EU critical materials rules could lead to new Irish mines

May 25, 2024

New EU rules have come into effect aimed at ensuring the union has access to a secure and sustainable supply of critical raw materials.

The Critical Raw Materials Act (CRMA) is focused on protecting access to materials that are considered to be of high economic importance to the EU, but vulnerable to supply disruption.

At the moment the EU is heavily reliant on Critical Raw Materials (CRMs) coming from outside the bloc, often from just one country, leaving it exposed to disruption.

But with demand for CRMs likely to rocket in the coming years as materials like lithium, copper and cobalt are increasingly used in clean energy and digital systems, the EU is seeking to safeguard its own supplies.

The Regulation lists 34 CRMs that member states will have to put processes in place in order to enable projects around as well as a subset of 17 of those that are considered to be strategic.

Benchmarks have also been set including having at least 10% of extraction, 25% of recycling and 40% of processing carried out locally within the EU.

Those considered strategic will have access to a more streamlined and efficient permitting system and facilitated access to finance.

There will also be a designated authority or authorities in each state that will have to act as a single contact point for permits.

In Ireland there will be one contact point for extraction and another for processing and recycling.

According to the Institute of Geologists of Ireland (IGI), with its rich geological landscape, historical mining track record and established permitting and regulatory regimes, Ireland can be a key member state to help the EU meet its targets.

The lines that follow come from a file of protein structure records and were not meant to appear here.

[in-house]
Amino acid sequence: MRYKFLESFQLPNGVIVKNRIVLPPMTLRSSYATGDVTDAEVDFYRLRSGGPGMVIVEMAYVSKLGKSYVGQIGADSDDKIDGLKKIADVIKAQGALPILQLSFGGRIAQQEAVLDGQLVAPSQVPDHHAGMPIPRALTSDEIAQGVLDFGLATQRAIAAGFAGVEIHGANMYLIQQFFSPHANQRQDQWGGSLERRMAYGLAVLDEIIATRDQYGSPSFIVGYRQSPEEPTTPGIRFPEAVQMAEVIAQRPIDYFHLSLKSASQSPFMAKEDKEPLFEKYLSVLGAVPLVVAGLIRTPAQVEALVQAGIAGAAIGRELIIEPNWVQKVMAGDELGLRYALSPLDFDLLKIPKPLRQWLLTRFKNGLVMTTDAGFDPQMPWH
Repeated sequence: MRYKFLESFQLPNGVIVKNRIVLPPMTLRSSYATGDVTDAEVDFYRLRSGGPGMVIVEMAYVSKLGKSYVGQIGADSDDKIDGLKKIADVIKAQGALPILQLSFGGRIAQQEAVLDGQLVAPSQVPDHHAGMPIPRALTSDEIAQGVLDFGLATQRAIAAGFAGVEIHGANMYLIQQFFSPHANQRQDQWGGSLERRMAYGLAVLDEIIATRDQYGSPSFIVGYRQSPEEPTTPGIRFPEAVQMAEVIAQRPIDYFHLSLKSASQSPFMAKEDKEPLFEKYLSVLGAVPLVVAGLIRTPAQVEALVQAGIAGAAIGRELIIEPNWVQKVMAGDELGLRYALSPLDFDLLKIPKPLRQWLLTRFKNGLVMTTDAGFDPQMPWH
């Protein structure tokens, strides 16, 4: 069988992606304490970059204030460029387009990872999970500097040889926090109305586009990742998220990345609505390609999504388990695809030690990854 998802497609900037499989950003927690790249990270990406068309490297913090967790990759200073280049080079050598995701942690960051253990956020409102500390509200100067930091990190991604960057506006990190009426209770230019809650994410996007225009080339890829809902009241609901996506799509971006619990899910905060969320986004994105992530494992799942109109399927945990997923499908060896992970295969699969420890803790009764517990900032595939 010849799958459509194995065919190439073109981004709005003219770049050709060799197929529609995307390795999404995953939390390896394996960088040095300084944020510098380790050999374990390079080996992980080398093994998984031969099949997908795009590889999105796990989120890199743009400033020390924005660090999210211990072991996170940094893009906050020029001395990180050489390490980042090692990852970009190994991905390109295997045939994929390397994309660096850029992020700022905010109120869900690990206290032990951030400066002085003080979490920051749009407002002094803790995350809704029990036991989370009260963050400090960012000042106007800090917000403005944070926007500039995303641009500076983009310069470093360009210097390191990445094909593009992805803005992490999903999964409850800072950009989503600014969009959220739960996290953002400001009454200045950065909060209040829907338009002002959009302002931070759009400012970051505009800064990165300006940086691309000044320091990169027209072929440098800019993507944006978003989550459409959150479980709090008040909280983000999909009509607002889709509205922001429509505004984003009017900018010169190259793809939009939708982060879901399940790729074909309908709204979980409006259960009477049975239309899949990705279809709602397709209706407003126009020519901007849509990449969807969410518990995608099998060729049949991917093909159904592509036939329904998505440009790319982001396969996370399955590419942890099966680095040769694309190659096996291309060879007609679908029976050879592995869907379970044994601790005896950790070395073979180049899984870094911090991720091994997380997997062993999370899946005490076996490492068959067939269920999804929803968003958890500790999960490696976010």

It says in practice this will require opening up to 15 new mines in the EU, including in Ireland, exploring for new deposits here, particularly of zinc, and revisiting closed mines and mine waste facilities.

The IGI also says more local processing facilities will have to be used, there will need to be additional recycling and metal recovery and a more streamlined permitting process.

“Ireland is ahead of many countries in Europe with a mature and established mining industry, accompanied by comprehensive geological data and developed regulatory systems,” said Emer Blackwell of the IGI.

“Most have had limited mining experience in the last three decades compared to Ireland where mining has evolved since the 1960s. It’s clear that Ireland can harness this experience to play a significant role in Europe’s quest to secure the future supply of critical raw materials.”

“With potential deposits of copper, lithium, baryte, antimony, and arsenic awaiting exploration, Ireland’s role in diversifying the EU’s raw material supply is paramount. Zinc, which Ireland is richly endowed with, does not currently meet the critical threshold for supply risk but remains of significant importance for the energy transition and the Irish economy.”

But the IGI also claimed that for Ireland to play its part, more geoscientists are needed here with a greater emphasis required in second and third level education on geology as much of the current geoscience workforce in mineral exploration and mining are coming close to retirement age.

“With the CRMA comes greater career prospects for geoscientists,” Ms Blackwell said.

“However, this opportunity needs to be matched by greater awareness, prioritisation, and investment in geology as a subject across the Irish education system.”

“The next generation of geologists will be the backbone of sustainable mining practice essential to unlocking Ireland’s mineral exploration and mining potential.”

Article Source – EU critical materials rules could lead to new Irish mines – RTE

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